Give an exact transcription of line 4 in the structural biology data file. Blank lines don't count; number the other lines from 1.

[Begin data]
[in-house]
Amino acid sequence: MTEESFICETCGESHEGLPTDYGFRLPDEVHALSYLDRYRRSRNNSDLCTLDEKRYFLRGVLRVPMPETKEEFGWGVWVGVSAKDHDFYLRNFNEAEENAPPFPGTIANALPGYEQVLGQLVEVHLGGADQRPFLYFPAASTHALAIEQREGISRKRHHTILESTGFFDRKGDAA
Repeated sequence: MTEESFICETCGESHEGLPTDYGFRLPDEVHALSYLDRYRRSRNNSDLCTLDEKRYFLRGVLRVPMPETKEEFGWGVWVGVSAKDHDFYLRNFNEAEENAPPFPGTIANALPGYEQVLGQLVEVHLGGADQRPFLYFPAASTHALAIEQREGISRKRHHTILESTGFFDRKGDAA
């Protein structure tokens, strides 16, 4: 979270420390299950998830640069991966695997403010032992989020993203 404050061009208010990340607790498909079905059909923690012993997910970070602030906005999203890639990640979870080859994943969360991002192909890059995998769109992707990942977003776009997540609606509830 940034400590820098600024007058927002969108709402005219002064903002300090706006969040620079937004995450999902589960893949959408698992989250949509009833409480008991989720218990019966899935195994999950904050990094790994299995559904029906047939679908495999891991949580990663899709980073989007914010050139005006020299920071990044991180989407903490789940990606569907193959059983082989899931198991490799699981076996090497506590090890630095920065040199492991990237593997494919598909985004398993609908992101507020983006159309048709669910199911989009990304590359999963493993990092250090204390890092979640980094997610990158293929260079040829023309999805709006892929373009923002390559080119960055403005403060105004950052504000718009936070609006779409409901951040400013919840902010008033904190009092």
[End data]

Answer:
């Protein structure tokens, strides 16, 4: 979270420390299950998830640069991966695997403010032992989020993203 404050061009208010990340607790498909079905059909923690012993997910970070602030906005999203890639990640979870080859994943969360991002192909890059995998769109992707990942977003776009997540609606509830 940034400590820098600024007058927002969108709402005219002064903002300090706006969040620079937004995450999902589960893949959408698992989250949509009833409480008991989720218990019966899935195994999950904050990094790994299995559904029906047939679908495999891991949580990663899709980073989007914010050139005006020299920071990044991180989407903490789940990606569907193959059983082989899931198991490799699981076996090497506590090890630095920065040199492991990237593997494919598909985004398993609908992101507020983006159309048709669910199911989009990304590359999963493993990092250090204390890092979640980094997610990158293929260079040829023309999805709006892929373009923002390559080119960055403005403060105004950052504000718009936070609006779409409901951040400013919840902010008033904190009092």